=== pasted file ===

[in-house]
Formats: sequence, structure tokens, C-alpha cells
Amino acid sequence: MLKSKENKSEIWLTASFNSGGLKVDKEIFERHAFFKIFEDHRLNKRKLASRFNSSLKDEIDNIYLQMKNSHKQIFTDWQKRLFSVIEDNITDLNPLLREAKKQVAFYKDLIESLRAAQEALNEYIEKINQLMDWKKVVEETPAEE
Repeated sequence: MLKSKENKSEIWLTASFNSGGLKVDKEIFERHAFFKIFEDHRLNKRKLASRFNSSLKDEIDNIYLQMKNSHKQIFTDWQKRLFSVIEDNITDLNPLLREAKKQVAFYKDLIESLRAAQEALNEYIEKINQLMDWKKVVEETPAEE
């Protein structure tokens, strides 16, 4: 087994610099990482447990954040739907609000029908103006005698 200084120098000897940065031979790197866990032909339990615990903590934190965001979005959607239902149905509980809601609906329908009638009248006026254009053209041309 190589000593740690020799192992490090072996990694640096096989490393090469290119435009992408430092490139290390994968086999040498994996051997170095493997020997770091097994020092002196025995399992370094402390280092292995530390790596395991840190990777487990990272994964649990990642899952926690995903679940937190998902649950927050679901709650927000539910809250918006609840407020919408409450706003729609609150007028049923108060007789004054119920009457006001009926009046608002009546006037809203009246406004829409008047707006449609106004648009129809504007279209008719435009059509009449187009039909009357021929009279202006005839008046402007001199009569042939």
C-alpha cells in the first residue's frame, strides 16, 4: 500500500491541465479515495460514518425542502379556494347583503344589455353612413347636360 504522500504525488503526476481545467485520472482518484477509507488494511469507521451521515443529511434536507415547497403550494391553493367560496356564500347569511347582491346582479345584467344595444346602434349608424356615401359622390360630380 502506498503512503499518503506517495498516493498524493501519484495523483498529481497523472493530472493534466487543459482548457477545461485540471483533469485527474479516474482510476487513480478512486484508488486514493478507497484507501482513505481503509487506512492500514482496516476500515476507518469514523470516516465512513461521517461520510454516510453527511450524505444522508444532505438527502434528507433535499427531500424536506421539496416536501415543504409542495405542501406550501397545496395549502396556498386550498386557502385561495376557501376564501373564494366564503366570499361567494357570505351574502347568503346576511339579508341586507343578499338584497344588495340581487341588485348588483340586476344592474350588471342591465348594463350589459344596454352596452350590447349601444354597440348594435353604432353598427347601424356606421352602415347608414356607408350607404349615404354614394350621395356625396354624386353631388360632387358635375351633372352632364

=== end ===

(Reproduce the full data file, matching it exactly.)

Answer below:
[in-house]
Formats: sequence, structure tokens, C-alpha cells
Amino acid sequence: MLKSKENKSEIWLTASFNSGGLKVDKEIFERHAFFKIFEDHRLNKRKLASRFNSSLKDEIDNIYLQMKNSHKQIFTDWQKRLFSVIEDNITDLNPLLREAKKQVAFYKDLIESLRAAQEALNEYIEKINQLMDWKKVVEETPAEE
Repeated sequence: MLKSKENKSEIWLTASFNSGGLKVDKEIFERHAFFKIFEDHRLNKRKLASRFNSSLKDEIDNIYLQMKNSHKQIFTDWQKRLFSVIEDNITDLNPLLREAKKQVAFYKDLIESLRAAQEALNEYIEKINQLMDWKKVVEETPAEE
């Protein structure tokens, strides 16, 4: 087994610099990482447990954040739907609000029908103006005698 200084120098000897940065031979790197866990032909339990615990903590934190965001979005959607239902149905509980809601609906329908009638009248006026254009053209041309 190589000593740690020799192992490090072996990694640096096989490393090469290119435009992408430092490139290390994968086999040498994996051997170095493997020997770091097994020092002196025995399992370094402390280092292995530390790596395991840190990777487990990272994964649990990642899952926690995903679940937190998902649950927050679901709650927000539910809250918006609840407020919408409450706003729609609150007028049923108060007789004054119920009457006001009926009046608002009546006037809203009246406004829409008047707006449609106004648009129809504007279209008719435009059509009449187009039909009357021929009279202006005839008046402007001199009569042939």
C-alpha cells in the first residue's frame, strides 16, 4: 500500500491541465479515495460514518425542502379556494347583503344589455353612413347636360 504522500504525488503526476481545467485520472482518484477509507488494511469507521451521515443529511434536507415547497403550494391553493367560496356564500347569511347582491346582479345584467344595444346602434349608424356615401359622390360630380 502506498503512503499518503506517495498516493498524493501519484495523483498529481497523472493530472493534466487543459482548457477545461485540471483533469485527474479516474482510476487513480478512486484508488486514493478507497484507501482513505481503509487506512492500514482496516476500515476507518469514523470516516465512513461521517461520510454516510453527511450524505444522508444532505438527502434528507433535499427531500424536506421539496416536501415543504409542495405542501406550501397545496395549502396556498386550498386557502385561495376557501376564501373564494366564503366570499361567494357570505351574502347568503346576511339579508341586507343578499338584497344588495340581487341588485348588483340586476344592474350588471342591465348594463350589459344596454352596452350590447349601444354597440348594435353604432353598427347601424356606421352602415347608414356607408350607404349615404354614394350621395356625396354624386353631388360632387358635375351633372352632364